After exhausting journeys that took them from Kabul to Qatar to European cities to US military bases, Afghan families fleeing the Taliban alighted in Kentucky, in a small city well versed in receiving refugees.
Bowling Green has welcomed waves of refugees over four decades, beginning with the Cambodians in the 1980s and then Bosnians in the 1990s, plus Iraqis, Burmese, Rwandese and Congolese and others, who have helped make the city of 72,000 a diverse and economically thriving place.
Wazir Khan Zadran was a tribal leader who fought 20 years ago against the Haqqani network, a powerful faction within the Taliban. Although he more recently worked with a non-governmental organisation, he knew the Taliban would come for him.
Zadran says the Americans saved him and his family by picking them up in a Chinook helicopter in August and taking them to the Kabul airport. After a spell at a New Mexico military base, they were sent to Bowling Green and quickly realised they had lucked out in their new American lives.
“We are so happy in Bowling Green,” says Zadran, who has secured a comfortable house and sent his children to school with the assistance of the local resettlement agency, the International Centre, founded in 1981.
“Also, the local community is helping us and introducing the culture to us,” Zadran adds.
His six children are learning songs in English, sending “Dear Santa” letters off, going to the library and lapping up ice cream at Baskin-Robbins.
In the aftermath of rising anti-immigrant and refugee sentiment during the Trump administration, the United States government is now handling its biggest refugee evacuation since Vietnam. Of the nearly 75,000 expected to settle in America, Bowling Green will receive 350 Afghans in fiscal year 2022.
There are plenty of jobs for new residents of Bowling Green, an agricultural and manufacturing hub, perhaps best known for the assembly plant that makes the Corvette sports car. The Bosnians, who now number around 10,000 and own several companies, attest to the good job prospects when the Afghans’ expedited work permits arrive in coming months.
“In 2000 when I came here, I arrived with a couple of suitcases and two infant children and my wife,” says Tahir Zukic, a Bosnian from Srebrenica who owns Taz Trucking, employing 100 people and 140 trucks.
“It’s absolutely an amazing place to be, with a lot of opportunity and you can just do what you like to do.”
For those who did not work with the Americans in Afghanistan, learning the language could be the toughest part of adapting to their new home, Zukic says. But they also must learn how America works, how to drive, how to get a credit card. And what to do when tornadoes approach.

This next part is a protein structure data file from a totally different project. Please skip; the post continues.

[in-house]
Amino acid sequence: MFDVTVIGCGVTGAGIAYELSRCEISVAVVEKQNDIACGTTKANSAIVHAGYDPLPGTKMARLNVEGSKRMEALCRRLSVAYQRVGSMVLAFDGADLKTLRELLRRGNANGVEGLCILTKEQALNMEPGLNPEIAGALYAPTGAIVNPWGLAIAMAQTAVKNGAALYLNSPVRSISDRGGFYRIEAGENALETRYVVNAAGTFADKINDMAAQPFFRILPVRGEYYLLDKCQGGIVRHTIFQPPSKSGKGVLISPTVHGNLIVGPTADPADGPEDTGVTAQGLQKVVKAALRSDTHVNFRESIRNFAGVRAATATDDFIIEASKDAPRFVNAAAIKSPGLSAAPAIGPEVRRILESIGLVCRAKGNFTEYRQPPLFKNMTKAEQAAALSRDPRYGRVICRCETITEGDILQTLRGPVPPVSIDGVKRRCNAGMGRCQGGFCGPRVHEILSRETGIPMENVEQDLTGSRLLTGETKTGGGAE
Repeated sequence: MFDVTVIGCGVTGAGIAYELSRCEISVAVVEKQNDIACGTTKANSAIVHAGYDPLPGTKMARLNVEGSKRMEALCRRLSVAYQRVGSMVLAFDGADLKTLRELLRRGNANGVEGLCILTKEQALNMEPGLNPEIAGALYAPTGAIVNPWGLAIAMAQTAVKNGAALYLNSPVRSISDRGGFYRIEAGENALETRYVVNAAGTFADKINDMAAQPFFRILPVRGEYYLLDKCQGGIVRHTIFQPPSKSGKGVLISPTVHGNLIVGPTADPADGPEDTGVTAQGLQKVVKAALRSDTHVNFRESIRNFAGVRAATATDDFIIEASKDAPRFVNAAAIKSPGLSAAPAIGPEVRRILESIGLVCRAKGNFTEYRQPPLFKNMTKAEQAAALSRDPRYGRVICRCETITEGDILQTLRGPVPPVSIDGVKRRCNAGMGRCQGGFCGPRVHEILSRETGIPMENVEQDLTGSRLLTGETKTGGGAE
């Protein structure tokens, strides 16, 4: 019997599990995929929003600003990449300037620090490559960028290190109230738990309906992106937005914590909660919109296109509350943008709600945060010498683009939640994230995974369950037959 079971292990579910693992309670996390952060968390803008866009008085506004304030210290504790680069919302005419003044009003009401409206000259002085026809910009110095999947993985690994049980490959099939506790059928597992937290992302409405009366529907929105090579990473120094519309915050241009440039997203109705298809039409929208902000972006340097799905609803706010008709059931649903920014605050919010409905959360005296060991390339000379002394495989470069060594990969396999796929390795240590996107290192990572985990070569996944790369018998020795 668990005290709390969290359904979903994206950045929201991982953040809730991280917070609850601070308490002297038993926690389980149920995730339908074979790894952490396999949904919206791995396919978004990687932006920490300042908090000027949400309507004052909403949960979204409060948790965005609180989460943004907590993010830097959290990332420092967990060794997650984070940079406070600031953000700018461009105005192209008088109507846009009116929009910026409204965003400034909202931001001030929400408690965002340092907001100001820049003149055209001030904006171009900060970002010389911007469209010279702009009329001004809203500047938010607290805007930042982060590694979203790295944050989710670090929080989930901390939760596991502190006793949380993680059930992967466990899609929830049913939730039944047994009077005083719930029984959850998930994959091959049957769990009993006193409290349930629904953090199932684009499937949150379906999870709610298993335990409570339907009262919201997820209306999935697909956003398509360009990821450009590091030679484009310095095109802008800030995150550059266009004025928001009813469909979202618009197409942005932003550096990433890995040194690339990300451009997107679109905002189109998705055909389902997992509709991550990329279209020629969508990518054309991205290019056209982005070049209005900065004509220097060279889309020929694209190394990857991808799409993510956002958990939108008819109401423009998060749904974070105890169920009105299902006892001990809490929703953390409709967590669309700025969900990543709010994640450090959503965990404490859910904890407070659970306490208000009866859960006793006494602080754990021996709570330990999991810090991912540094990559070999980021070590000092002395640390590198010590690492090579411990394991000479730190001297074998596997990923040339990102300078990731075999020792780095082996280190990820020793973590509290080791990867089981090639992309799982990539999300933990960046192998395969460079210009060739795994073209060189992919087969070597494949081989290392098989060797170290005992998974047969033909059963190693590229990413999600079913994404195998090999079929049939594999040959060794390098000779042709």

The twisters that tore through Kentucky this month jolted the Afghans’ sense of security. They were confounded by the 1 am sirens that reminded them of Kabul and shocked by the uprooted trees, roofs ripped off houses and deaths in one neighbourhood home to many immigrants.
“We never saw a storm like this before in our life in Afghanistan, so we felt maybe we were going to another war,” Zadran says. “But God saved us.”
‘This is my place’
Firas Majeed arrived in Bowling Green from Baghdad via Brooklyn, New York, in 2016. The Iraqi refugee came to visit a friend and decided “this is my place”. He now co-owns a grocery store stocked with Middle Eastern and European foods after working as a welder.
“The quality of life is higher than in the big cities,” says Majeed, who appreciates the big skies and verdant farms around Bowling Green, strong job market, low rents and medical care.
Majeed says the Afghans will get a lot of support because everyone saw the images of the chaotic evacuation from Kabul. The Iraqis can teach them things, like how to get a driver’s licence.
Bowling Green is also a place that allows refugees to hold onto their identities while becoming Americans – offering a socially conservative environment to raise families and practise religions.
At the Forest Park Baptist Church, Congolese refugees have breathed new life into the community. Worship services and Bible study are translated into Swahili and sometimes held in that language.
“We love their gospel singing,” says church leader Mike Givens, and the church translates their songs so everyone hears the message.
“Our community has changed, so if we do not seek or go after the immigrant population, our church will not survive,” he adds.
Back at the Zadran house, the children make quick progress with their new culture. The eldest, Zuleikha, teaches her siblings a song in English with the lyrics “What are you thankful for?”
As they applaud their own performance, Zuleikha declares “Finished!” and flashes a wide grin.
Reuters. Photography by Amira Karaoud